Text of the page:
AbstractThe travel guide is one of the most typical genres in tourism discourse. Among its main constitutive features one may find its prescriptive character and an objective and impersonal style. In the last few decades, the rise of Internet communication has had an important impact on the configuration of this genre and has changed some of its conventional aspects. This paper aims to evaluate the main transformations that have occurred in this genre in the era of tourism 2.0, by means of the analysis of some excerpts extracted from recent tourism texts. First of all, migration to a virtual environment has changed the presentation, distribution and quantity of information transmitted; besides, the boundaries between the traditional descriptive guidebook and the promotional leaflet have become blurred. On the other hand, the social qualities of Web 2.0 generate a new expectation horizon and promote the creation of new “cooperative” travel guides, exploiting the participation of the community of travellers. Due to these transformations, the objective and neutral style of the traditional guidebook has shifted towards subjective evaluation and personal narrative. These new elements, coming both from traditional genres, such as reportage and travel writing, and the new cybergenres, such as forums and blogs, have contributed to intensifying the hybridization between different genres.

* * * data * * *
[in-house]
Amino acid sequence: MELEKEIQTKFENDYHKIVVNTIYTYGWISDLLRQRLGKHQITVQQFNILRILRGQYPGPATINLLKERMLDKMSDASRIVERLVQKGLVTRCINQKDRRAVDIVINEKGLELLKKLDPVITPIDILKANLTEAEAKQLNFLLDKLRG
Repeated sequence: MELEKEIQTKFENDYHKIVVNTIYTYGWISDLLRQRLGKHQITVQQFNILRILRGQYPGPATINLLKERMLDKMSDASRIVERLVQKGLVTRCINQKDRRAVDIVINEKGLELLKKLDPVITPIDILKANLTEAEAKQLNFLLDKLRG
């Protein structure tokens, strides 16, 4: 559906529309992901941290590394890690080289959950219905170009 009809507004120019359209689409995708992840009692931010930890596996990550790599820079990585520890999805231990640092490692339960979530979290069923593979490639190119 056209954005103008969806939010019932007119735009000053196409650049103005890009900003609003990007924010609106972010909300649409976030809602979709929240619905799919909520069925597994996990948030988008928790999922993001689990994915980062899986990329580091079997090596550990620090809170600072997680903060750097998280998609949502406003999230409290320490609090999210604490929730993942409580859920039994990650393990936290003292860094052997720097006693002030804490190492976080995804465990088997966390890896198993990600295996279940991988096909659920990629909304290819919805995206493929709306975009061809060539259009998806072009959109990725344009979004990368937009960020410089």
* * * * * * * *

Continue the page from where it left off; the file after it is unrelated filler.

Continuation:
Copyright (c) 2016 Maria Vittoria Calvi
This work is licensed under a Creative Commons Attribution-NonCommercial 4.0 International License.
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